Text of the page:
As the United States barrels toward November elections, officials are still looking for last-minute fixes to ensure that the patchwork of voting technology used around the country can fend off the increasingly troubling prospect of hacker attacks. And in the latest of those efforts, Georgia representative Hank Johnson is set to introduce two bills today designed to shore up that fragile system’s security. The Election Infrastructure and Security Promotion Act of 2016 would mandate that the Department of Homeland Security classify voting systems as critical infrastructure, and the Election Integrity Act would limit which voting machines states can buy and also create a plan for handling system failures. The bills reflect a growing debate about whether designating voting tech as critical infrastructure (like the public water supply, energy systems, transportation, communication grid, and the financial sector) would help to secure the U.S.’s highly decentralized voting setup. In the wake of the Democratic National Committee breach and increasingly brazen Russian cyberespionage attacks, concern is mounting about the potential for election hacking in the 2016 presidential race and beyond. Voting registries and election board websites have been compromised, security researchers have shown that electronic voting machines are vulnerable, and agencies like the FBI are on alert.
… In the meantime, DHS announced in August that it’s offering assistance to states that want additional help vetting their voting systems and taking final precautions ahead of the upcoming election.”Because some attention was drawn to this issue a couple of months ago, more people know that DHS does offer services,” like security testing and audits, says Pamela Smith, the president of Verified Voting, a non-profit group that promotes transparent elections. “All the election jurisdiction has to do is ask. And it went from three states to nine states as of a week ago that were availing themselves of some of the services that DHS is offering. I don’t think that would have happened had it not come up in a very public way.”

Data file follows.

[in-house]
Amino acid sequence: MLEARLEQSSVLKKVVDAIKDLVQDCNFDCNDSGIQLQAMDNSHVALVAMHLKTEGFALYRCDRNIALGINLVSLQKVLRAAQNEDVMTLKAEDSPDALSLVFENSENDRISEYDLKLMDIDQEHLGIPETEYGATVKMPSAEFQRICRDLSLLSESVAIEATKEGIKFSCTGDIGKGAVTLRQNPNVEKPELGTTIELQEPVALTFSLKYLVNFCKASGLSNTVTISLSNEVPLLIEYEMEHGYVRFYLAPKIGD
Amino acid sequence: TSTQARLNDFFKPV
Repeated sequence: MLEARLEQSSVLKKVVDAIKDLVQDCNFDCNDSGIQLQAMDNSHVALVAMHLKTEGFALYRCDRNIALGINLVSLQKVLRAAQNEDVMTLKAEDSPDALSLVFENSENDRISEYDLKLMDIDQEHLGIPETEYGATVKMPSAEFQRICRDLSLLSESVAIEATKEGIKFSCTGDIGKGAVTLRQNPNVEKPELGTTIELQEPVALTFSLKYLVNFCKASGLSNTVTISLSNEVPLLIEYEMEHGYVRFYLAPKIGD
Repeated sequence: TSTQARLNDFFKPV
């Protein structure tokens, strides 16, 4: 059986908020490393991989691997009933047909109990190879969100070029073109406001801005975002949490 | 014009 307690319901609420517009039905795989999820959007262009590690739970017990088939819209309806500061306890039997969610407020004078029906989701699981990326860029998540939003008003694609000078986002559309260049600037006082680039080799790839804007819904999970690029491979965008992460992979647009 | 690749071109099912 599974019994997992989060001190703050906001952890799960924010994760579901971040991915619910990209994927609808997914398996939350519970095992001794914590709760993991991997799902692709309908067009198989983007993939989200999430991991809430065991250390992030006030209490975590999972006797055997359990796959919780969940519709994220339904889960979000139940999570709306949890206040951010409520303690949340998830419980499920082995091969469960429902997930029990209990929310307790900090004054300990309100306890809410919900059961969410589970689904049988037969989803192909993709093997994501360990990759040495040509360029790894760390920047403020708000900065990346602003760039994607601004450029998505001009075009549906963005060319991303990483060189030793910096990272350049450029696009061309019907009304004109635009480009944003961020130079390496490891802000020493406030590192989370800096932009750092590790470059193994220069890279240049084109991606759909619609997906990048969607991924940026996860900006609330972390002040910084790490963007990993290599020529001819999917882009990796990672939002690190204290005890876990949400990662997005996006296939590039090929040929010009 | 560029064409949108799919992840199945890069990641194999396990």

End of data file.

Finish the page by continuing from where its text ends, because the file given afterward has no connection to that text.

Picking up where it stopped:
… Though the controversy around potential DHS involvement in voting is far from resolved, the process of debating a bill like Johnson’s could help to clarify what the agency’s role would be and how far its influence would extend. But without some type of updated mandatory security standards, the danger of a weak link in the U.S.’s 9,000-plus voting jurisdictions seems inevitable. “It’s the whole country that has a stake in how safe those systems are,” says Verified Voting’s Smith. “So when we’re talking about state and local elections, yeah, you do you. But if we’re talking about federal elections where there is a factor that has an impact on everybody, then I think it’s fair to have a baseline.”